Before diving into the talent pool head first, do your research on agencies! In the end, it may be possible to qualify some agents as “good” and some as “bad,” but your search should go much deeper in order to find the best option for a partnership.
Agents have personalities, too - just like each talent, each casting director, each director, each producer, and so on. We are each unique individuals with unique desires, goals, insecurities, fears, communication styles, and personalities. The best partnerships are made from complementary personality styles and goals.
You should we doing extra work or non paying projects at this point if you are keeping up with previous suggestions. And you will likely want to continue to do that type of work until you can glean enough information to make an educated decision. Ask the other talent who they work with and what they love/dislike about their relationship. The naturally dramatic talent will be more than happy to spill the beans. You will know you have done thorough research once you have collected at least some positive and at least some negative on all the agency options.
Word of mouth can be positive, but keep in mind that it is based on a personal opinion, which may or may not be applicable to your situation, so do your homework, too. Check out each agency’s website. Rather than being caught up in the glitz and glamour that marketing can create, look for valuable content. You may not get much more than background on the company, but some red flags to watch for would be pricing information (agents make money by booking, so there should at most be a commission percentage) or details on schools. [We’ll talk more about modeling schools later.]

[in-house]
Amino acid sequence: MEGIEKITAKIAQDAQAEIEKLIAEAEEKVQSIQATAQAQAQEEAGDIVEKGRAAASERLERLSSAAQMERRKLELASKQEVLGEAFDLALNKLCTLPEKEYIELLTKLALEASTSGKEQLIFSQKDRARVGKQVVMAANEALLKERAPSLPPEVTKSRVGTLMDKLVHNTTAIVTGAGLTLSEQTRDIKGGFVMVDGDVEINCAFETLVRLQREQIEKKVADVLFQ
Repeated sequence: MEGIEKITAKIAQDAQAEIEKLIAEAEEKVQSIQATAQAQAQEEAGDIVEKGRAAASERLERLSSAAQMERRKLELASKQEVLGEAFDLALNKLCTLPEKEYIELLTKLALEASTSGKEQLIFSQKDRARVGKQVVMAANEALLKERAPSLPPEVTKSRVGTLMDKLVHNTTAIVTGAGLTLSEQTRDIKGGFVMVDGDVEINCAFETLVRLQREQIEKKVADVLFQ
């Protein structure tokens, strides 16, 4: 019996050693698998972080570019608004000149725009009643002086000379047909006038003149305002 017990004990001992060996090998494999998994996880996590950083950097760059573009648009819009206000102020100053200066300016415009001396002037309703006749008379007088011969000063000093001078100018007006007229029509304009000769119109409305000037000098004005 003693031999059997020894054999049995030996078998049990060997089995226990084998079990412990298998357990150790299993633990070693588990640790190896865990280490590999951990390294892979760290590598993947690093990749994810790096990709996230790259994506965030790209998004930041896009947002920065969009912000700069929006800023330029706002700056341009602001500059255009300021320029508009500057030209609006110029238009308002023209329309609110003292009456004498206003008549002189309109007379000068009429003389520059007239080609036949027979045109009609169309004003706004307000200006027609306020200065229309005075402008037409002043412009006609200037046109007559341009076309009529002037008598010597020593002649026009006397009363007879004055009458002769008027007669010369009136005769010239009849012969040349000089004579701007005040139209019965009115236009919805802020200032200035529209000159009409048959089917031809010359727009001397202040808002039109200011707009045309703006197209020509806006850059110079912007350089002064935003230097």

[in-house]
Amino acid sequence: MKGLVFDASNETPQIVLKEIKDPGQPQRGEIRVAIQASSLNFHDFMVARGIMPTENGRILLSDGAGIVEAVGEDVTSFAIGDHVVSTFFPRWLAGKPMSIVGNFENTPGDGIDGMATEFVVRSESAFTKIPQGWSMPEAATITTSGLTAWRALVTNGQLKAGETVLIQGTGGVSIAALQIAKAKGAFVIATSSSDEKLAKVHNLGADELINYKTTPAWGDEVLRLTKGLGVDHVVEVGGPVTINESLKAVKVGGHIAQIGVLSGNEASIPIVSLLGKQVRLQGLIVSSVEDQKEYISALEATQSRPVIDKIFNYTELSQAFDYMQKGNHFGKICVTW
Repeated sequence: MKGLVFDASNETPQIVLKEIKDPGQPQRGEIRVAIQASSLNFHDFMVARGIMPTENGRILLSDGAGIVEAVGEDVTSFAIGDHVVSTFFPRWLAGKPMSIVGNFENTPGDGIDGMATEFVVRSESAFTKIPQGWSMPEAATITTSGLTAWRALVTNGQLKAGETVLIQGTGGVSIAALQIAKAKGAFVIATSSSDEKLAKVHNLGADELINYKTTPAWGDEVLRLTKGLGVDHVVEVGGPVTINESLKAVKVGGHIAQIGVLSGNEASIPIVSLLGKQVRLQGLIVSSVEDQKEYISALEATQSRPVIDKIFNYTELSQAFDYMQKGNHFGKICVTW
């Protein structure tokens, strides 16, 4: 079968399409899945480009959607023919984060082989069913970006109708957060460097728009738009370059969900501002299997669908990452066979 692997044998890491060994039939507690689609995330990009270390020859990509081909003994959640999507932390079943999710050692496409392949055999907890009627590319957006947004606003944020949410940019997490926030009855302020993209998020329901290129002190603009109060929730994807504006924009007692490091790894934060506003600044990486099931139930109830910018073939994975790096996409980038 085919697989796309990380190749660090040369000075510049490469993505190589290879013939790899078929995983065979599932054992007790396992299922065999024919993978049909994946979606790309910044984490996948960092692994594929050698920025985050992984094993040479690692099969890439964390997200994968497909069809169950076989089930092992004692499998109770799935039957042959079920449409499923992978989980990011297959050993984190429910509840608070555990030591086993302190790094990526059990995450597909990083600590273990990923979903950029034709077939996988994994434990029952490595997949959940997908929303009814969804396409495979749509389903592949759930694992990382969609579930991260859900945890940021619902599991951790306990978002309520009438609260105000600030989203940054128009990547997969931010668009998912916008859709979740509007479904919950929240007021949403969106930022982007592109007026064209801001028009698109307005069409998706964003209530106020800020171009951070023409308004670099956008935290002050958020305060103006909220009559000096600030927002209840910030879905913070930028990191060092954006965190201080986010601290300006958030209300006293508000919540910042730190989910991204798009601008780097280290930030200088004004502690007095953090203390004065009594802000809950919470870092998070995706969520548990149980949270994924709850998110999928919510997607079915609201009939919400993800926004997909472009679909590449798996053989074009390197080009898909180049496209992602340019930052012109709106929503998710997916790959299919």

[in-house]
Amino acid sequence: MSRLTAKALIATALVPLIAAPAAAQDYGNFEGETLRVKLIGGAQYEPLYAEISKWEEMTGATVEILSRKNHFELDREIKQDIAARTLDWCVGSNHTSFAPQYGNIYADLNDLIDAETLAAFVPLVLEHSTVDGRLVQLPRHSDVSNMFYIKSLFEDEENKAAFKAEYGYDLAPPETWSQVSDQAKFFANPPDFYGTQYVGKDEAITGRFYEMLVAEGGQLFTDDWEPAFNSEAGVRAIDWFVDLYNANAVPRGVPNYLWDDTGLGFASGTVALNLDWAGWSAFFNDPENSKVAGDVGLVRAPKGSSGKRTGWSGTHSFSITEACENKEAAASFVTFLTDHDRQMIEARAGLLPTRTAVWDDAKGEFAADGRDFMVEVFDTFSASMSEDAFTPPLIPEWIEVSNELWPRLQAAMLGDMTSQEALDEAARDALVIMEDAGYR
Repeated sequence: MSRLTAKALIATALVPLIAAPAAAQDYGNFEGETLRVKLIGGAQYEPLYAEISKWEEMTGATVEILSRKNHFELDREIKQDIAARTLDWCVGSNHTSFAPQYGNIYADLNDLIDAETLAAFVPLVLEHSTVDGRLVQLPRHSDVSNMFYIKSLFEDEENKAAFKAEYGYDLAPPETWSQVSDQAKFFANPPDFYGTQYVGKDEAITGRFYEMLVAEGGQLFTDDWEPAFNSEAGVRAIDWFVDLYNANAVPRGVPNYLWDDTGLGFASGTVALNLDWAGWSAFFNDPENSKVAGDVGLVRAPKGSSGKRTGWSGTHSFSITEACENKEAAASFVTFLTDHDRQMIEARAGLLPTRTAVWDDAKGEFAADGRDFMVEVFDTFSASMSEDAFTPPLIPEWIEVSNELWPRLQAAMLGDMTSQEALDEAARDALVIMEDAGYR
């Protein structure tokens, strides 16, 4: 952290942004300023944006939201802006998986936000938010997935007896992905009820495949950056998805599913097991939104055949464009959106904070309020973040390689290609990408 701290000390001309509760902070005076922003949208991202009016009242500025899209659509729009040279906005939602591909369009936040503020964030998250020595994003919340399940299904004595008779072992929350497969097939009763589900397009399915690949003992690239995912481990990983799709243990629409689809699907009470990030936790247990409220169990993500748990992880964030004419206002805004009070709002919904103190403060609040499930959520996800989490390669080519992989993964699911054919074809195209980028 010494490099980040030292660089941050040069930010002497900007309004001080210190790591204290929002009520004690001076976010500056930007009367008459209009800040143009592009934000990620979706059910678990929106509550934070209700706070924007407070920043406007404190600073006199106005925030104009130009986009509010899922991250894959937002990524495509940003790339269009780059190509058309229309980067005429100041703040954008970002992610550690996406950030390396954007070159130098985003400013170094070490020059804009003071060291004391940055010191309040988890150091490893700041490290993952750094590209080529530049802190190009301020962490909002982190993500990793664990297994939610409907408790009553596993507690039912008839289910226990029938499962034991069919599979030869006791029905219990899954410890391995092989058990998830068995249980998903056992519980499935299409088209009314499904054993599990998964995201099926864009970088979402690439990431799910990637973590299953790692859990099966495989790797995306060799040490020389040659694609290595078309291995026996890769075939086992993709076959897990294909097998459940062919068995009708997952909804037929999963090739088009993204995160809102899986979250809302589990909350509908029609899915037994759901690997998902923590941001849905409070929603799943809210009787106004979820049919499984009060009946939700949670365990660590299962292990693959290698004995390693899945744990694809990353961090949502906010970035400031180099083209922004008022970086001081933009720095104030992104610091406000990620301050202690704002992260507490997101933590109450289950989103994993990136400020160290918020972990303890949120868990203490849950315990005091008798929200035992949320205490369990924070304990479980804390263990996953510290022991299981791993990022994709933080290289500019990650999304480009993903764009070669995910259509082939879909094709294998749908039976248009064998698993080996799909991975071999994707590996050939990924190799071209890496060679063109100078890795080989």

If you can access the talent pool, look for other talent who are in your same demographic. This doesn’t mean that you won’t be a valuable addition to the roster, but it is worth noting for when you secure the interview. See if there are letters of recommendation or accreditations. Is the agency union affiliated? [This is a must for union members.] Google the agency’s name and collect any more solid information you can. You never know what will come in handy and when it comes to a partnership, you want to have as much knowledge as possible!
On a side note, what the agent or bookers at any given agency do on their own time is not relevant to you as a talent. Only collect information involved in their business practices. Trying to friend an agent on Facebook or MySpace who doesn’t know you makes you look desperate – and that agent will be watching what you do down the road when you do meet. It’s one of the tell tale signs of how a talent will treat others on set, which can make or break relationships for the agency!